The Need for a New Product Strategy

The Need for a New Product Strategy

The Need for a New Product Strategy

Although product innovation must be part of the everyday activity of the ONLINE MARKETING department, the importance of the selection and development of new products means that an agreed policy must be decided by the senior management of the company. They must decide who will be responsible for devising and presenting new products. Since concentrated effort is required, the task must be separated from routine activities and routine pressures. Sometimes new product development is undertaken by a committee. In this case, is it necessary to include representatives of the design, finance and production departments as well as the sales and ONLINE MARKETING departments. Where one person is given this responsibility, he must have sufficient authority to ask for, and to obtain, the assistance and the advice of these other sectors of the organization.

Whether a committee or a single individual is given responsibility for the development of new products, the brief must include the collecting, investigating and testing of ideas and the screening of the new products derived from them to ensure that the whole undertaking is properly controlled and co-ordinated.

In some organizations, it is the Brand or Product Manager who is responsible for new products. In other companies, a Product Planner is appointed. He is freed of the responsibility for the routine ONLINE MARKETING of existing products. Finally, there are Product Policy Committees, made up of members of the production, research, selling and ONLINE MARKETING departments.

By delegating the detailed work of product innovation, the ONLINE MARKETING Manager may more easily see the wood for the trees. He must not, however, lose sight of the fact that the introduction of new products to the right market at the right time is one of his essential responsibilities which must engage a considerable proportion of his time and energy.

One cannot lay down a formula which will guarantee the success of a new product. Certain basic conditions do, however, apply to all successful product innovations. The quality of the new brand must be at least equal to that of competitive brands already on the market and should possess some additional benefit not to be found in the currently available products. Adequate research must have been undertaken to establish that there is, in fact, a market for the product and also that the market is ready to receive this particular product. In the highly competitive field of consumer goods, accurate forecasts of the size of the market and of the potential sale for the product are essential. Furthermore a new product should only be launched when all the necessary testing has been satisfactorily completed. It is a mistake to rush a new product onto the market to counter the activities of competitors without thorough market research and a full technical evaluation of the product itself.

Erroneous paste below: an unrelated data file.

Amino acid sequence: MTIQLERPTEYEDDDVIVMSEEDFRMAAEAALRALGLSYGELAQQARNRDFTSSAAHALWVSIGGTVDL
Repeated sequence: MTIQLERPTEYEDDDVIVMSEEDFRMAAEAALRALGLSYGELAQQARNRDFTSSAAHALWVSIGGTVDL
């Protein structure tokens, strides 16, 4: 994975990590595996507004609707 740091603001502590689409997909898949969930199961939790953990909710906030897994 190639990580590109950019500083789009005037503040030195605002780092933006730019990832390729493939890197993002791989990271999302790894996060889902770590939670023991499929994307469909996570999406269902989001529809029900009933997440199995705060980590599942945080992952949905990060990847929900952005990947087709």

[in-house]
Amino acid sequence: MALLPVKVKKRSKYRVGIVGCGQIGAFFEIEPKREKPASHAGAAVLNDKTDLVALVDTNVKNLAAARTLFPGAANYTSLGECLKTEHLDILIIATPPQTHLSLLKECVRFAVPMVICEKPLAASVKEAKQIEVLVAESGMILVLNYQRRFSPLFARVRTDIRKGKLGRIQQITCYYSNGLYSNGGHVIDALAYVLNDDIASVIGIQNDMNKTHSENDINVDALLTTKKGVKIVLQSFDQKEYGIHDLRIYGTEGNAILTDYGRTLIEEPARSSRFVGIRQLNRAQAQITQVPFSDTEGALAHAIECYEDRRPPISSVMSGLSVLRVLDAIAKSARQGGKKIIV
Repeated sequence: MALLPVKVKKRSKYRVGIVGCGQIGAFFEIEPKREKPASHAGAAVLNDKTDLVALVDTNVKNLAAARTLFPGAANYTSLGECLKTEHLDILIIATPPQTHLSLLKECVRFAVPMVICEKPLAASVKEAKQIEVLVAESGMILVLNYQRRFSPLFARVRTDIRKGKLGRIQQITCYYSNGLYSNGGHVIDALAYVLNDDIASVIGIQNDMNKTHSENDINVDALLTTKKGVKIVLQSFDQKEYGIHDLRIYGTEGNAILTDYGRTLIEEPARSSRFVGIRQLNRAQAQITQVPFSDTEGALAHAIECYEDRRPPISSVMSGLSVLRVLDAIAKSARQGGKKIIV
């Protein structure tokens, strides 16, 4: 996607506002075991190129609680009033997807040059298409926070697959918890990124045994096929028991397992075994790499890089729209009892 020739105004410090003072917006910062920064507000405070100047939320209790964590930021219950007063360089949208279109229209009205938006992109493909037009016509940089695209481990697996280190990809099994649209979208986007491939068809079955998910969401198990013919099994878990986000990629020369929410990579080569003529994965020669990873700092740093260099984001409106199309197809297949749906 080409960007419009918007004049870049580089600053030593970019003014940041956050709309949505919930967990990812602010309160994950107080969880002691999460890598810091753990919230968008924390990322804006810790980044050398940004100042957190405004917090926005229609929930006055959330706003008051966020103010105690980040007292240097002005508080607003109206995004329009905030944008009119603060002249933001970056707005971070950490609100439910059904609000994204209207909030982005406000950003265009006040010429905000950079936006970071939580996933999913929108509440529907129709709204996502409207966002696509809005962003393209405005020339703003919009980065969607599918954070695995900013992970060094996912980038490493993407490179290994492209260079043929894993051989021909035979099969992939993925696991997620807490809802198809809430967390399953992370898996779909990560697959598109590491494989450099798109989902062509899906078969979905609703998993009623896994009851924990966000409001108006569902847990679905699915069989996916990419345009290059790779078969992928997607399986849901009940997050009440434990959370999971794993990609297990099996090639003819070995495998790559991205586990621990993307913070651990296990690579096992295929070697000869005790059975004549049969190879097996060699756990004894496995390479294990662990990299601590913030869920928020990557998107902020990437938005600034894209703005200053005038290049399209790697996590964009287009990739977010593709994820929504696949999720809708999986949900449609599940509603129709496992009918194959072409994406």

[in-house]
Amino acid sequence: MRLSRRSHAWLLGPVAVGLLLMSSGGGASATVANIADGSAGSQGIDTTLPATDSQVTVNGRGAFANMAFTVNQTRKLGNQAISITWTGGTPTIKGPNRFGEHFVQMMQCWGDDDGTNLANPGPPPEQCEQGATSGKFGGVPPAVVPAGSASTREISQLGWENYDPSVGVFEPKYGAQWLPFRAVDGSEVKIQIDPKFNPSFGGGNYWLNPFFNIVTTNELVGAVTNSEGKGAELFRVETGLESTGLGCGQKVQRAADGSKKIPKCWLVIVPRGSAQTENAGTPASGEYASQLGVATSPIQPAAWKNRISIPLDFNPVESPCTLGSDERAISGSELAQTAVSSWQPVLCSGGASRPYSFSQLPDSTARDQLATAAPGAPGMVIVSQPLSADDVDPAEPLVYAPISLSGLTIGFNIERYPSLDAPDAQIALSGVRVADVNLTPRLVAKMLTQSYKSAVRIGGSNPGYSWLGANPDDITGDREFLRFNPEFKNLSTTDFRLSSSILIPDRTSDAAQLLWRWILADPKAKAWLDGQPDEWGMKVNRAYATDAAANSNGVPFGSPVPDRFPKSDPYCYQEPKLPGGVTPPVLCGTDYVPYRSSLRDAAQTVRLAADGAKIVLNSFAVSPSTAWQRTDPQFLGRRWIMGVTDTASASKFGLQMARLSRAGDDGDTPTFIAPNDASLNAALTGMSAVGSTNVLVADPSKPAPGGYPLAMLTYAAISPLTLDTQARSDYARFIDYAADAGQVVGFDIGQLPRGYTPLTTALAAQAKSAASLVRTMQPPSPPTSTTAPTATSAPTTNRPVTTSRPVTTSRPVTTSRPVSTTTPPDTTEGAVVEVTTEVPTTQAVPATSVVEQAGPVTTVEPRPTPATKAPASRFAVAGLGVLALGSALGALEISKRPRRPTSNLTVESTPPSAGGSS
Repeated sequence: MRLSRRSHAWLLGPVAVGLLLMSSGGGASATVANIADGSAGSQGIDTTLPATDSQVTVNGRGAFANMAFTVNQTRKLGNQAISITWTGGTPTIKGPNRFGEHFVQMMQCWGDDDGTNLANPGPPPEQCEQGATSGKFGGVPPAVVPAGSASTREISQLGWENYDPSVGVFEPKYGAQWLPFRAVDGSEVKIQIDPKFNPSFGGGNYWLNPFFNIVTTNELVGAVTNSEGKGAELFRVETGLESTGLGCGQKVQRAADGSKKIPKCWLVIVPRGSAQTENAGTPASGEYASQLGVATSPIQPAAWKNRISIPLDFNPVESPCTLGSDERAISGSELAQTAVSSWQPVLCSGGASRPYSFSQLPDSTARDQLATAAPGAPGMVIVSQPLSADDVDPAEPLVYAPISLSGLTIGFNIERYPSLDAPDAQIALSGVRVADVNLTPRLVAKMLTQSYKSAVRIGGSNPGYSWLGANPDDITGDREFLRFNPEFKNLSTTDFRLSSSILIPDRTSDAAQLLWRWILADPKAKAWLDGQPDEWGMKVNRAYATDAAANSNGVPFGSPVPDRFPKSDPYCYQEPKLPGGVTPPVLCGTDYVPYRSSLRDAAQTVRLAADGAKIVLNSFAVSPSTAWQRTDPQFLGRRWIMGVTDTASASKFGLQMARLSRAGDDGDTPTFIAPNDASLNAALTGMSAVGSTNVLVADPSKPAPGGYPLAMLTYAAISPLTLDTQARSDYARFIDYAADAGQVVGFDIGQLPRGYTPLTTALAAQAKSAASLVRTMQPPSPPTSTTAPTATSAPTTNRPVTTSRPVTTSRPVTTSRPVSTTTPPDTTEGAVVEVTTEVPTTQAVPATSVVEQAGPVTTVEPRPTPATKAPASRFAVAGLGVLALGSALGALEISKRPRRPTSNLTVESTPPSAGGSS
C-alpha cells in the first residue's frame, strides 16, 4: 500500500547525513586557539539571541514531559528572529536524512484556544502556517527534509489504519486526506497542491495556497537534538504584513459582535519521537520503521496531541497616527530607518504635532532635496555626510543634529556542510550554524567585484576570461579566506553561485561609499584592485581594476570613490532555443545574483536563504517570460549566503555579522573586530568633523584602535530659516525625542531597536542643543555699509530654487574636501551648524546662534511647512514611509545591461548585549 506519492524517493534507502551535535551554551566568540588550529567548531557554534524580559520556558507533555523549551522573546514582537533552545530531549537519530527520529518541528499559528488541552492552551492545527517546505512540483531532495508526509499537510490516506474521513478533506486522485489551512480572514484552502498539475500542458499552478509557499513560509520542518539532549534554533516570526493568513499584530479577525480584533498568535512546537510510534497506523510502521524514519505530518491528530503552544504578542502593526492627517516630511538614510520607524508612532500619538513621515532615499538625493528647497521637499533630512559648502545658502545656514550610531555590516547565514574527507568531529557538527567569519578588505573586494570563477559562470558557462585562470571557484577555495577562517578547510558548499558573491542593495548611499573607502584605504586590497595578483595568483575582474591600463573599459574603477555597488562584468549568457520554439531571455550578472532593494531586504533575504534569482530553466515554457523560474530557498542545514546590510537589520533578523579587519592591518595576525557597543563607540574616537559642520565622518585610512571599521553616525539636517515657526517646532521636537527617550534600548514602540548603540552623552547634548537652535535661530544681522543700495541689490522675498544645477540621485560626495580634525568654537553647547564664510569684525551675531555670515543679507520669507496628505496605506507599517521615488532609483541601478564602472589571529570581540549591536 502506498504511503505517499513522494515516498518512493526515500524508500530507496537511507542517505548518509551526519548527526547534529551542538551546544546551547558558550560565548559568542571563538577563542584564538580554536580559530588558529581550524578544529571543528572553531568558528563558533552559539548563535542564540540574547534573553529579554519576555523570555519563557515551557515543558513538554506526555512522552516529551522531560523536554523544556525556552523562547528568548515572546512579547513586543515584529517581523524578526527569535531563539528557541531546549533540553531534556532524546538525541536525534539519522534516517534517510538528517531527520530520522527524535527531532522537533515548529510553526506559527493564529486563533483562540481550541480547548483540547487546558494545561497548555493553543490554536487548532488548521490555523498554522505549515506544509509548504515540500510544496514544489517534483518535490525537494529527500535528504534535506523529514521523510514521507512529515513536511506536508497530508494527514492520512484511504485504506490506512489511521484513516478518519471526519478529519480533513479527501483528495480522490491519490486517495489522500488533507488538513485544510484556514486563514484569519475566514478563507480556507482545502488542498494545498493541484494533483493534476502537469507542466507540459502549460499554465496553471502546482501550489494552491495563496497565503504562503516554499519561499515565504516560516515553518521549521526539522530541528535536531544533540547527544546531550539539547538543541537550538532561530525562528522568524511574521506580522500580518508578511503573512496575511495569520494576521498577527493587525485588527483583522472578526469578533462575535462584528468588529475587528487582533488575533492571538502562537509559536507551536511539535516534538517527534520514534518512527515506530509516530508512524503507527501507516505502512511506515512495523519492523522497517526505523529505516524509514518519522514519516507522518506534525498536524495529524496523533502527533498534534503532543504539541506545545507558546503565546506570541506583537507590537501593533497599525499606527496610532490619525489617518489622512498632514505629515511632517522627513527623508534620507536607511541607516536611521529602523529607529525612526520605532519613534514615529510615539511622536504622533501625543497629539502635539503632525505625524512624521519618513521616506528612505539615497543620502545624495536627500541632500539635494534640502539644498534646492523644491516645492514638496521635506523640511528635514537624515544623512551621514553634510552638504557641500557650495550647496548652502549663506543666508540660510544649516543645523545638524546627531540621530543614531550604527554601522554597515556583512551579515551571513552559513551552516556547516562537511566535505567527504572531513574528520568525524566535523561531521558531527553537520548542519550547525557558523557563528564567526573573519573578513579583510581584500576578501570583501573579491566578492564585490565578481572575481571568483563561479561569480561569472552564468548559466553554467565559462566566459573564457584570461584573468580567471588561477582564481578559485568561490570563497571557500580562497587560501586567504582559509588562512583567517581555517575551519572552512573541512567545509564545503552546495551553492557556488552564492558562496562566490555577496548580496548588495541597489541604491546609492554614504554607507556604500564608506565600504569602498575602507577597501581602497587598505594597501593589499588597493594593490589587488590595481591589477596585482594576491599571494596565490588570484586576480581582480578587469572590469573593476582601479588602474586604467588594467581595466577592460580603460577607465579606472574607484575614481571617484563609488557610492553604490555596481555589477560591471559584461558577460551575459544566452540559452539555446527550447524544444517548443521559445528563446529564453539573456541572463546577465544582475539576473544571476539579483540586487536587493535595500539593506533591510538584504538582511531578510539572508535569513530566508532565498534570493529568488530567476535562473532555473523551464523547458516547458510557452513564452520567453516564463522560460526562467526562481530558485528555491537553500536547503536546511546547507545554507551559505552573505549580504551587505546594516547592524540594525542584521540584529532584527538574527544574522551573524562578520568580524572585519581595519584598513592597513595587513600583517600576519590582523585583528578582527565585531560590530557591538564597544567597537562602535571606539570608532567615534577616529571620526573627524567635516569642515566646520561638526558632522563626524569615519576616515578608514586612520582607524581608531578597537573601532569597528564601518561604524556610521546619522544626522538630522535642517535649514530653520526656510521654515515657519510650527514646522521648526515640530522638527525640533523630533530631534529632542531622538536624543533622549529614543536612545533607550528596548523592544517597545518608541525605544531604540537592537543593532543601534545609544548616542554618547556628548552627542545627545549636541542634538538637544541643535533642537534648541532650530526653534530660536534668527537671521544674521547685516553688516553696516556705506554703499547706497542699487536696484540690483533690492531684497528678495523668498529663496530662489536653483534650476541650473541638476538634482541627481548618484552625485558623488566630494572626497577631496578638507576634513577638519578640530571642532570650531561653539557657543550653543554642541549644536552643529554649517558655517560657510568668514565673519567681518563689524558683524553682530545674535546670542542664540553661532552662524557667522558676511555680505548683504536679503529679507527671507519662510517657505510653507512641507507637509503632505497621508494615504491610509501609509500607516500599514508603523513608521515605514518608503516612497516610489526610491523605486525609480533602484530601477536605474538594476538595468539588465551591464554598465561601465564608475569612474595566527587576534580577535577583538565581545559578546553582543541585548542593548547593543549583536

A company operating in the consumer goods field in 2015 must always try to be objective about its products. This is particularly true in the case of its new ventures. As soon as it becomes apparent that a new product is likely to fail, the company must be prepared to withdraw it immediately. There are occasions when it requires considerable courage and determination to stop a new product 'in its tracks'. When a promotion, which has occupied the time and energies of a large number of people-including

outside agencies-has been set in motion, there is a great temptation to let it continue to roll. The ONLINE MARKETING Manager must be capable of acting ruthlessly to cut his losses; otherwise he may find that too much expense has been incurred in the attempt to launch the new product. A 'point of no return' may have been reached when his company may decide to press on with the ill-starred project in a vain hope that it may achieve sufficient sales to recover at least part of its promotion costs.

Quite apart from the very considerable financial loss which may be incurred, the failure of a new product which has reached the retail shops involves its manufacturer in a possibly more serious loss: that of the goodwill of the distributor. The retailer's shelves and display areas are some of his most valuable assets. To fill them with a failed brand is to do him a great disservice, one which he will not quickly forget.

What next? When Shall We Advertise?